Garden Court is one of the largest screen-printed wallcoverings in the Museum’s collection, and is said to be the “largest silk screen ever printed in one piece.” Because of its large size, measuring 8×6 feet, the printing necessitated a special rag paper, with a single sheet for each print. The print run was limited to 200 prints, plus 20 artists’ proofs. The large size of the print, and the fact that it was printed with 20 screens creating more than 40 colors and half tones, creates a wonderful trompe l’oeil effect, and gives one the feeling they can step right in to the courtyard. It recreates the experience of wandering through the Frick mansion and just happening upon the door to the courtyard. It makes one pause, and then the sense of calm and beauty draws one in. The courtyard view is a variation on the Frick courtyard, a place described by Haas as “one of the most comfortable and tranquil in the city.”(i) The screen-printed Garden Court bears amazing likeness to the Frick courtyard down to the smallest detail, from the pattern in the glass overhead, to the architectural details, to the frog sculptures spitting into the pond.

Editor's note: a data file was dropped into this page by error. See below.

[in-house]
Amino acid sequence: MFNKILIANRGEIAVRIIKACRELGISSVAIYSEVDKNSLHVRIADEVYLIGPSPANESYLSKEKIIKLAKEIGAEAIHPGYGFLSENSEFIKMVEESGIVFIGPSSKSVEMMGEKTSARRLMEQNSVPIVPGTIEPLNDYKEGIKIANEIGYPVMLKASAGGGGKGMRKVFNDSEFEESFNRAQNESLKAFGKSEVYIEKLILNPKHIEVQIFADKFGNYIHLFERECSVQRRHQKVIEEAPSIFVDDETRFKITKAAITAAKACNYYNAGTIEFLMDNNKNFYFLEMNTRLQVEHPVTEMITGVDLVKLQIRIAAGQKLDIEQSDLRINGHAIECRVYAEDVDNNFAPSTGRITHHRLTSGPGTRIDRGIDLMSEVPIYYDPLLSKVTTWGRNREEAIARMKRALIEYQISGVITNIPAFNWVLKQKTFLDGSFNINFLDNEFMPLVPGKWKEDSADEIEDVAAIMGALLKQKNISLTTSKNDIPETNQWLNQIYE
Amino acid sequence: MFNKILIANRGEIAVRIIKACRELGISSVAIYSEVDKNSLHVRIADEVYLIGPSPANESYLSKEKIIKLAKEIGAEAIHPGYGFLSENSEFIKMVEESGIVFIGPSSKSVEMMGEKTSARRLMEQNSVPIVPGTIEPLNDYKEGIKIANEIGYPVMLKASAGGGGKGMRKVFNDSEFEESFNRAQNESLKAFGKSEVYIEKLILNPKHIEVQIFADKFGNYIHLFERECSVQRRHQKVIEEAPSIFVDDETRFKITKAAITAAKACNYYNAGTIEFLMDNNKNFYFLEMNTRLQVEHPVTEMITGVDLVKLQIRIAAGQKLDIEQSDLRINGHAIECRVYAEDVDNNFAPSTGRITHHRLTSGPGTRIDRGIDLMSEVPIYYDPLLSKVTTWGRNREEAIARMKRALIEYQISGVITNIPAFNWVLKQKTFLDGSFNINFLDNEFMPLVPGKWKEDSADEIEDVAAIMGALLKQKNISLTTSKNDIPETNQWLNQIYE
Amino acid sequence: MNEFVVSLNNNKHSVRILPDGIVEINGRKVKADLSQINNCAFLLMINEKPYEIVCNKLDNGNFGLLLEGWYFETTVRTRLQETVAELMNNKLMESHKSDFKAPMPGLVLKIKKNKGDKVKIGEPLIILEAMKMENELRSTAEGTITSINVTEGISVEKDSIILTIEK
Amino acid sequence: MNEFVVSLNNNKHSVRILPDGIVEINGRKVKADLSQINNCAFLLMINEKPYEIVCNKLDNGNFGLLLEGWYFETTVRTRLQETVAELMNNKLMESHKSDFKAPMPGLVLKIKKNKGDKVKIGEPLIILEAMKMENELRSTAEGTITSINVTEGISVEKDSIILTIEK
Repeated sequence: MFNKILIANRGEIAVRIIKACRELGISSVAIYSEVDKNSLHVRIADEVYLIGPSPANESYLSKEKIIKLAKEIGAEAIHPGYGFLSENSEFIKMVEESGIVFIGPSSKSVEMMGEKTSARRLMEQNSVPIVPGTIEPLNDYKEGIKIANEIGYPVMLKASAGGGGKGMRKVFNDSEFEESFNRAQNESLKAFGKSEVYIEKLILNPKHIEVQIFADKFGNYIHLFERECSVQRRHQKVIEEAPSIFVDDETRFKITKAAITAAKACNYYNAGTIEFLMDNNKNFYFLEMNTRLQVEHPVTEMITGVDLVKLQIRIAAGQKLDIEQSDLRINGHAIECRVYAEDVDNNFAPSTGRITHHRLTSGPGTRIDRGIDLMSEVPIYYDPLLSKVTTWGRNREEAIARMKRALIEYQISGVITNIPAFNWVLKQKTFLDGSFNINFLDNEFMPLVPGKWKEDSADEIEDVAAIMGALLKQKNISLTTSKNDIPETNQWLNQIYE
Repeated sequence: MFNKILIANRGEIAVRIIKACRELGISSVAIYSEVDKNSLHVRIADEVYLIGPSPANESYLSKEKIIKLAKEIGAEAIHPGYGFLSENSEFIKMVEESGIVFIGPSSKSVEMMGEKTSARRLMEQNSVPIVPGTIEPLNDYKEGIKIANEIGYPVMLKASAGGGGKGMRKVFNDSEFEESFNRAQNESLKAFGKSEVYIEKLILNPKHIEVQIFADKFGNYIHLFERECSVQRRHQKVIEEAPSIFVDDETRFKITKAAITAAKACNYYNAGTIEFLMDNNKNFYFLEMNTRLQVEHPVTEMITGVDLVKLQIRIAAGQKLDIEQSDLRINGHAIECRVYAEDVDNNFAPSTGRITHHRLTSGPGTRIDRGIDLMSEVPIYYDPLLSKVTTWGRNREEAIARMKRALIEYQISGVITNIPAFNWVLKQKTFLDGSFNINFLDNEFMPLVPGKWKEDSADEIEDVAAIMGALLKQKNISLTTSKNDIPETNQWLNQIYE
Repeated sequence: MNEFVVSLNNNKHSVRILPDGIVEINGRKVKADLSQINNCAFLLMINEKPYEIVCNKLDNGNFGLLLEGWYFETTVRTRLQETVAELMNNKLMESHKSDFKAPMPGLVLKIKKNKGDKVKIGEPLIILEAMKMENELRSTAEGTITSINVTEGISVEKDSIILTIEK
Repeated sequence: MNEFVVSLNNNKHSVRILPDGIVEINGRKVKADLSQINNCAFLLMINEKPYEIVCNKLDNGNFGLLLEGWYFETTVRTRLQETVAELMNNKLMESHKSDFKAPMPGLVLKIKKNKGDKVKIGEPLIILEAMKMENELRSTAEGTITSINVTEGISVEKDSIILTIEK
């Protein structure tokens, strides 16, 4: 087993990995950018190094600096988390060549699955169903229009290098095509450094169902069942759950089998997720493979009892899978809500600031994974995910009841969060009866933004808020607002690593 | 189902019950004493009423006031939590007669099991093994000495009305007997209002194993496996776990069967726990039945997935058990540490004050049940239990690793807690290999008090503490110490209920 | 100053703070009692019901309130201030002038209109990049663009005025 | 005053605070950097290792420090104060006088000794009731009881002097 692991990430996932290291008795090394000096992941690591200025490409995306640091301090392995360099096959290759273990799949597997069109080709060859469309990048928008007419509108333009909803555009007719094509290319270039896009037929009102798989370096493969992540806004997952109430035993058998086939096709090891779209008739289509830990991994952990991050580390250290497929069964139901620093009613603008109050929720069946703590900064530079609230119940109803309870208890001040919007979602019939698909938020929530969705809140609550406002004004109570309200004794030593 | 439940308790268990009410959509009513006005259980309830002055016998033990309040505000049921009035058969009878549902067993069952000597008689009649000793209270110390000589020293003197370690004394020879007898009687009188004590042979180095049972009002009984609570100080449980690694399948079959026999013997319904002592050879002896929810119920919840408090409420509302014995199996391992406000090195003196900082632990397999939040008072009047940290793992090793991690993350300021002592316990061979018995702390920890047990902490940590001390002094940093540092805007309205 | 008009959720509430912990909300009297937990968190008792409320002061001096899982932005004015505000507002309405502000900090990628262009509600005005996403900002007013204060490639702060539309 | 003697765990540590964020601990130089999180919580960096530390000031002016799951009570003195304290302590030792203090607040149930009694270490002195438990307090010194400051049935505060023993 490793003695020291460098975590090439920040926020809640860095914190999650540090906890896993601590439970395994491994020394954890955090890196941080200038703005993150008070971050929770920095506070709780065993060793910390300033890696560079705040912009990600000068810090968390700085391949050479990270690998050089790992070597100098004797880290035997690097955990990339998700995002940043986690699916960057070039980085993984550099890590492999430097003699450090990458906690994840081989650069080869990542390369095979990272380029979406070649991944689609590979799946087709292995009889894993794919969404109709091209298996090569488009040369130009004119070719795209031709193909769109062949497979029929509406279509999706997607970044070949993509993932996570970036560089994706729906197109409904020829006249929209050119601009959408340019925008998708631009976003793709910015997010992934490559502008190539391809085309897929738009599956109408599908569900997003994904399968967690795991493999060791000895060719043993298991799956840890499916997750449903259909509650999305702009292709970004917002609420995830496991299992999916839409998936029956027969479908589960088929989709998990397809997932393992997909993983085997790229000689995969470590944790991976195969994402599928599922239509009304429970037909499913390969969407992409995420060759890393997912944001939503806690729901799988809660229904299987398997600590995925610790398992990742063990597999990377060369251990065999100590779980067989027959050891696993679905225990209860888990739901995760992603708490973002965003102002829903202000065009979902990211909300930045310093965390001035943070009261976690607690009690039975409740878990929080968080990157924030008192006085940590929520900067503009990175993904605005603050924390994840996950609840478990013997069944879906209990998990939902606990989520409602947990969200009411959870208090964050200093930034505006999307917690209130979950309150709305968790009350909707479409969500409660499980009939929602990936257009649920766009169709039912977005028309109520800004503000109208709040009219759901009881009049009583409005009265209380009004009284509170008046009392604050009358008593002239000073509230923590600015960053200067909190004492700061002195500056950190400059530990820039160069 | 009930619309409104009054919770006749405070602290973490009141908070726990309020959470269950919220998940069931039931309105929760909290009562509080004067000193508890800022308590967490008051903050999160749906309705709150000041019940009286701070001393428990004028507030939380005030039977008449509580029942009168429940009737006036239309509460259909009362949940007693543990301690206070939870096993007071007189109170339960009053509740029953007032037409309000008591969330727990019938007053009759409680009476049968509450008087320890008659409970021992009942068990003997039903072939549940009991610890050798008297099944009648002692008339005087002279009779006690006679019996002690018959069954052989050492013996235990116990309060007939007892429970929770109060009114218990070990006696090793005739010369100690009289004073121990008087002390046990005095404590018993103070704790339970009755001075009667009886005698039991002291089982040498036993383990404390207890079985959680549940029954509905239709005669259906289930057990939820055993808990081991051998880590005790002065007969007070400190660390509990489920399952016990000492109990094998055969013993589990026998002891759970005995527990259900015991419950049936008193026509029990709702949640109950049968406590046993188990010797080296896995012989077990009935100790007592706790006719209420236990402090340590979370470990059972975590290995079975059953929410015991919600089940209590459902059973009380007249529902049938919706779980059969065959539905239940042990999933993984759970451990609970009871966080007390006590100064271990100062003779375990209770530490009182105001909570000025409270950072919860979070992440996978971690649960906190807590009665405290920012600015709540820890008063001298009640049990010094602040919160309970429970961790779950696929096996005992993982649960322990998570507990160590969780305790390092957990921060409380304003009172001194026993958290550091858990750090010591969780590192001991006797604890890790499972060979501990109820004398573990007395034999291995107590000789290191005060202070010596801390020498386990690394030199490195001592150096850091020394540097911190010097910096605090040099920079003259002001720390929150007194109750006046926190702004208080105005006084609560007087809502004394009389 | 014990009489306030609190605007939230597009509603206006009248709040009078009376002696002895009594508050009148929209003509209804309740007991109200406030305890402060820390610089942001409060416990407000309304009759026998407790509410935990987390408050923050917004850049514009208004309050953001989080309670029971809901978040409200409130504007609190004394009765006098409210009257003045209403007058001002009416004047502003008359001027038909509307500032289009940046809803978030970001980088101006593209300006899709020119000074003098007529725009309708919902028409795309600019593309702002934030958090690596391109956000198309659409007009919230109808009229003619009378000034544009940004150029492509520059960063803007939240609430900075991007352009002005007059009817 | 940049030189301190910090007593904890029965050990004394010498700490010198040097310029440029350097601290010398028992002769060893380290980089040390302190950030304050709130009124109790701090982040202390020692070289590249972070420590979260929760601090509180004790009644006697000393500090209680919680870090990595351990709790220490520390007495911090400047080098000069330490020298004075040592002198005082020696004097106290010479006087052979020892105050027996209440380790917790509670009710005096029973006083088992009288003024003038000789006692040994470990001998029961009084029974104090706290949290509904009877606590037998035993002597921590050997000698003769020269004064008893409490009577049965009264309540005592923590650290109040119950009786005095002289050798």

Garden Court fits in the Museum’s collection of scenic wallpapers and murals, which date from the early 19th century to the present. Haas’s Garden Court offers a more contemporary take on this genre, showing a very focused view of an existing building. This print does not join up with other views as is typical of scenic and mural designs but forms a complete view on its own. Cooper-Hewitt's collection contains only one other screen-printed mural.
Richard Haas is a painter, printmaker and muralist who developed a fondness for works of architecture of the 19th and 20th centuries. The scale of his artworks ranges from small prints to large murals on public buildings.
(i) The New York Times, "A Courtyard of Your Own", March 15, 1979, pg. C14, illustrated article.